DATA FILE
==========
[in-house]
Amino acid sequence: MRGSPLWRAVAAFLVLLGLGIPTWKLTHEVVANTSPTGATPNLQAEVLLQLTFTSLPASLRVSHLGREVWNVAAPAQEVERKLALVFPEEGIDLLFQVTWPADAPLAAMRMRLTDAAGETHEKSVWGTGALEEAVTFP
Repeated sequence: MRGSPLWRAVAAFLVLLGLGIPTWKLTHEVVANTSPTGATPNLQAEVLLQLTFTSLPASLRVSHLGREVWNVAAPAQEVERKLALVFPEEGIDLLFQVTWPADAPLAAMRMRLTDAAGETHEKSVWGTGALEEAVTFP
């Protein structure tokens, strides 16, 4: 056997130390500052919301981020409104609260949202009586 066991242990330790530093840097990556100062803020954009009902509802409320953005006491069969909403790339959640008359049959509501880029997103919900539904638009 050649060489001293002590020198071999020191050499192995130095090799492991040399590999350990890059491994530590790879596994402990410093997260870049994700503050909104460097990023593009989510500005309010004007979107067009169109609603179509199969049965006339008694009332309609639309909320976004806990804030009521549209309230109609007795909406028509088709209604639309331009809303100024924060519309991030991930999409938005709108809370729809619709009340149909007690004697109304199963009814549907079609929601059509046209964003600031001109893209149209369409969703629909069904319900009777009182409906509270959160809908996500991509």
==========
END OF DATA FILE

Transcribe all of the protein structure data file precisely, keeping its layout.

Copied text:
[in-house]
Amino acid sequence: MRGSPLWRAVAAFLVLLGLGIPTWKLTHEVVANTSPTGATPNLQAEVLLQLTFTSLPASLRVSHLGREVWNVAAPAQEVERKLALVFPEEGIDLLFQVTWPADAPLAAMRMRLTDAAGETHEKSVWGTGALEEAVTFP
Repeated sequence: MRGSPLWRAVAAFLVLLGLGIPTWKLTHEVVANTSPTGATPNLQAEVLLQLTFTSLPASLRVSHLGREVWNVAAPAQEVERKLALVFPEEGIDLLFQVTWPADAPLAAMRMRLTDAAGETHEKSVWGTGALEEAVTFP
């Protein structure tokens, strides 16, 4: 056997130390500052919301981020409104609260949202009586 066991242990330790530093840097990556100062803020954009009902509802409320953005006491069969909403790339959640008359049959509501880029997103919900539904638009 050649060489001293002590020198071999020191050499192995130095090799492991040399590999350990890059491994530590790879596994402990410093997260870049994700503050909104460097990023593009989510500005309010004007979107067009169109609603179509199969049965006339008694009332309609639309909320976004806990804030009521549209309230109609007795909406028509088709209604639309331009809303100024924060519309991030991930999409938005709108809370729809619709009340149909007690004697109304199963009814549907079609929601059509046209964003600031001109893209149209369409969703629909069904319900009777009182409906509270959160809908996500991509």